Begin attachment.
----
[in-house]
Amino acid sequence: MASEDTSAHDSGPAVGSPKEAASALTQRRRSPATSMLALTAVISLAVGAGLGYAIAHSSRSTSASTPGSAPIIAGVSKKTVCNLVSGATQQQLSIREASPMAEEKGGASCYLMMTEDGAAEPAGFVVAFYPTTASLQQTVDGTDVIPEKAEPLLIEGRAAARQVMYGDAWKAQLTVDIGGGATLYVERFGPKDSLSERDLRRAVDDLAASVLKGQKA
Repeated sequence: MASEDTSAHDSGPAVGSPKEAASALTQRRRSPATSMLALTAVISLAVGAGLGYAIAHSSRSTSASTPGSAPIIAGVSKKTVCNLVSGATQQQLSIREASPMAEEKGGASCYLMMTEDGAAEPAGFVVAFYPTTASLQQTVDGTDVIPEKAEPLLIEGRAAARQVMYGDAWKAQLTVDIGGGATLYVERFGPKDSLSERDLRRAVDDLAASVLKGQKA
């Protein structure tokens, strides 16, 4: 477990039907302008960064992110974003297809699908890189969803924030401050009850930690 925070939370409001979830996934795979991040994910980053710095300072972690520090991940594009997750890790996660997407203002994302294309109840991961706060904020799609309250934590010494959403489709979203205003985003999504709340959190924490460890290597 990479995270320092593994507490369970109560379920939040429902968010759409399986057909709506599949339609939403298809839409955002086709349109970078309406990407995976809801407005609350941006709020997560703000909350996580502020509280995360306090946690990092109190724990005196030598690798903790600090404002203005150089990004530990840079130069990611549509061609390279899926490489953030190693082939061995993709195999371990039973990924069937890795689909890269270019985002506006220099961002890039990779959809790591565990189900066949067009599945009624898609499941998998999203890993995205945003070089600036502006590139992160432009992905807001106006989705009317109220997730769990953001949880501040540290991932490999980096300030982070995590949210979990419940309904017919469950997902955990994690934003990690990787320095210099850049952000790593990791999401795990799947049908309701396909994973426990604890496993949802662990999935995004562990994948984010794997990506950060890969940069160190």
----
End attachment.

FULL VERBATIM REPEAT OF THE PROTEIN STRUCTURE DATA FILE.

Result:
[in-house]
Amino acid sequence: MASEDTSAHDSGPAVGSPKEAASALTQRRRSPATSMLALTAVISLAVGAGLGYAIAHSSRSTSASTPGSAPIIAGVSKKTVCNLVSGATQQQLSIREASPMAEEKGGASCYLMMTEDGAAEPAGFVVAFYPTTASLQQTVDGTDVIPEKAEPLLIEGRAAARQVMYGDAWKAQLTVDIGGGATLYVERFGPKDSLSERDLRRAVDDLAASVLKGQKA
Repeated sequence: MASEDTSAHDSGPAVGSPKEAASALTQRRRSPATSMLALTAVISLAVGAGLGYAIAHSSRSTSASTPGSAPIIAGVSKKTVCNLVSGATQQQLSIREASPMAEEKGGASCYLMMTEDGAAEPAGFVVAFYPTTASLQQTVDGTDVIPEKAEPLLIEGRAAARQVMYGDAWKAQLTVDIGGGATLYVERFGPKDSLSERDLRRAVDDLAASVLKGQKA
């Protein structure tokens, strides 16, 4: 477990039907302008960064992110974003297809699908890189969803924030401050009850930690 925070939370409001979830996934795979991040994910980053710095300072972690520090991940594009997750890790996660997407203002994302294309109840991961706060904020799609309250934590010494959403489709979203205003985003999504709340959190924490460890290597 990479995270320092593994507490369970109560379920939040429902968010759409399986057909709506599949339609939403298809839409955002086709349109970078309406990407995976809801407005609350941006709020997560703000909350996580502020509280995360306090946690990092109190724990005196030598690798903790600090404002203005150089990004530990840079130069990611549509061609390279899926490489953030190693082939061995993709195999371990039973990924069937890795689909890269270019985002506006220099961002890039990779959809790591565990189900066949067009599945009624898609499941998998999203890993995205945003070089600036502006590139992160432009992905807001106006989705009317109220997730769990953001949880501040540290991932490999980096300030982070995590949210979990419940309904017919469950997902955990994690934003990690990787320095210099850049952000790593990791999401795990799947049908309701396909994973426990604890496993949802662990999935995004562990994948984010794997990506950060890969940069160190």